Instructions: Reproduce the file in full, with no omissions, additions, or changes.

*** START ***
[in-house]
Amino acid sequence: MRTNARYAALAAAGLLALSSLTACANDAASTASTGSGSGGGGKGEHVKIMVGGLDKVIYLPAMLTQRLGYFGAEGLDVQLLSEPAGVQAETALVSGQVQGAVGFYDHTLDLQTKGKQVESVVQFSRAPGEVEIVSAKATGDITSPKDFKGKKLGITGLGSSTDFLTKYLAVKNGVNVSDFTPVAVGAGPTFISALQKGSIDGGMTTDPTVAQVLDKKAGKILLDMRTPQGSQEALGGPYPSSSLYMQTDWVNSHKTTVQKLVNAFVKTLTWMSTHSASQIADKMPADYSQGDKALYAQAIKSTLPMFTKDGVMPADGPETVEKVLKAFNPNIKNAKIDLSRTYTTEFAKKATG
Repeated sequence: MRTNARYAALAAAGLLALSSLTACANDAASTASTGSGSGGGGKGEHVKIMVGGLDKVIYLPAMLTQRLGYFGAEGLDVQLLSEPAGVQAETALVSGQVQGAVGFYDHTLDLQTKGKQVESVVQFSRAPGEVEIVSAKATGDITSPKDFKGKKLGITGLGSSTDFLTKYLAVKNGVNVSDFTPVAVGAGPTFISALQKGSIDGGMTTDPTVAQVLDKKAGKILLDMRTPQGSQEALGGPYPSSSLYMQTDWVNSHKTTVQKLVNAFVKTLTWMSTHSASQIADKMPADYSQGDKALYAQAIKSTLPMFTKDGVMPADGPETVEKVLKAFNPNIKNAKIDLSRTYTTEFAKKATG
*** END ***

[in-house]
Amino acid sequence: MRTNARYAALAAAGLLALSSLTACANDAASTASTGSGSGGGGKGEHVKIMVGGLDKVIYLPAMLTQRLGYFGAEGLDVQLLSEPAGVQAETALVSGQVQGAVGFYDHTLDLQTKGKQVESVVQFSRAPGEVEIVSAKATGDITSPKDFKGKKLGITGLGSSTDFLTKYLAVKNGVNVSDFTPVAVGAGPTFISALQKGSIDGGMTTDPTVAQVLDKKAGKILLDMRTPQGSQEALGGPYPSSSLYMQTDWVNSHKTTVQKLVNAFVKTLTWMSTHSASQIADKMPADYSQGDKALYAQAIKSTLPMFTKDGVMPADGPETVEKVLKAFNPNIKNAKIDLSRTYTTEFAKKATG
Repeated sequence: MRTNARYAALAAAGLLALSSLTACANDAASTASTGSGSGGGGKGEHVKIMVGGLDKVIYLPAMLTQRLGYFGAEGLDVQLLSEPAGVQAETALVSGQVQGAVGFYDHTLDLQTKGKQVESVVQFSRAPGEVEIVSAKATGDITSPKDFKGKKLGITGLGSSTDFLTKYLAVKNGVNVSDFTPVAVGAGPTFISALQKGSIDGGMTTDPTVAQVLDKKAGKILLDMRTPQGSQEALGGPYPSSSLYMQTDWVNSHKTTVQKLVNAFVKTLTWMSTHSASQIADKMPADYSQGDKALYAQAIKSTLPMFTKDGVMPADGPETVEKVLKAFNPNIKNAKIDLSRTYTTEFAKKATG